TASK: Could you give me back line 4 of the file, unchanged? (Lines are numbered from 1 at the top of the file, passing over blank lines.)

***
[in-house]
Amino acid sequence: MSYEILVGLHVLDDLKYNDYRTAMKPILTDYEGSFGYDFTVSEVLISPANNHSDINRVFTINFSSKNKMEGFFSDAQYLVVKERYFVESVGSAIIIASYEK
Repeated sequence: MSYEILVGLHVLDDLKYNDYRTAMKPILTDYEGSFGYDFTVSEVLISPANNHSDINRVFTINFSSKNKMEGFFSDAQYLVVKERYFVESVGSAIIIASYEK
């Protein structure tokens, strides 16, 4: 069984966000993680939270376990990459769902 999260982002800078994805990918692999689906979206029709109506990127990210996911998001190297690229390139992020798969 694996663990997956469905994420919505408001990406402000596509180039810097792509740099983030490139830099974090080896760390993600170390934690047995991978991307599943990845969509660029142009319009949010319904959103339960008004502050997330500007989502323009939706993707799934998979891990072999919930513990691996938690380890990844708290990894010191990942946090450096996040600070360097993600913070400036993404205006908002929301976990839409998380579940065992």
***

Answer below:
């Protein structure tokens, strides 16, 4: 069984966000993680939270376990990459769902 999260982002800078994805990918692999689906979206029709109506990127990210996911998001190297690229390139992020798969 694996663990997956469905994420919505408001990406402000596509180039810097792509740099983030490139830099974090080896760390993600170390934690047995991978991307599943990845969509660029142009319009949010319904959103339960008004502050997330500007989502323009939706993707799934998979891990072999919930513990691996938690380890990844708290990894010191990942946090450096996040600070360097993600913070400036993404205006908002929301976990839409998380579940065992």